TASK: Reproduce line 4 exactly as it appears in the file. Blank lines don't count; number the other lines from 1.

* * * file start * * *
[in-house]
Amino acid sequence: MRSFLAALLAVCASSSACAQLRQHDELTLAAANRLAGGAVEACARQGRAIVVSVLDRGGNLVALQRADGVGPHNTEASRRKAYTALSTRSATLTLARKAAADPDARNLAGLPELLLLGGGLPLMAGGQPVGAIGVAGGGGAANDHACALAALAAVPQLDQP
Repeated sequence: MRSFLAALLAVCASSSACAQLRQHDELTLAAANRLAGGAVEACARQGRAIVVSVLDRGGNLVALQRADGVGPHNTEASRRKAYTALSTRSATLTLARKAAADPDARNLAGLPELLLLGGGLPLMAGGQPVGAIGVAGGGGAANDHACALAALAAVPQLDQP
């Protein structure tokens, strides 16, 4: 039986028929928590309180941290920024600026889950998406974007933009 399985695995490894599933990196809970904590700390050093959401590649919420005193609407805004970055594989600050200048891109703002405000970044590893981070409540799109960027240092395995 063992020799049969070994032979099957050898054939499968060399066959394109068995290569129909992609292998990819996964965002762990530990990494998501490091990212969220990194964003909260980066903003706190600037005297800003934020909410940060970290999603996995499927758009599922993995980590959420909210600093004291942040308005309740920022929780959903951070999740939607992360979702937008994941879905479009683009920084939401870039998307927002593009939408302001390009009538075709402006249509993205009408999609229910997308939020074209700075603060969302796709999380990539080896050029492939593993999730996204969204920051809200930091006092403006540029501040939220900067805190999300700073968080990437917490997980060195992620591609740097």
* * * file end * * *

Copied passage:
């Protein structure tokens, strides 16, 4: 039986028929928590309180941290920024600026889950998406974007933009 399985695995490894599933990196809970904590700390050093959401590649919420005193609407805004970055594989600050200048891109703002405000970044590893981070409540799109960027240092395995 063992020799049969070994032979099957050898054939499968060399066959394109068995290569129909992609292998990819996964965002762990530990990494998501490091990212969220990194964003909260980066903003706190600037005297800003934020909410940060970290999603996995499927758009599922993995980590959420909210600093004291942040308005309740920022929780959903951070999740939607992360979702937008994941879905479009683009920084939401870039998307927002593009939408302001390009009538075709402006249509993205009408999609229910997308939020074209700075603060969302796709999380990539080896050029492939593993999730996204969204920051809200930091006092403006540029501040939220900067805190999300700073968080990437917490997980060195992620591609740097």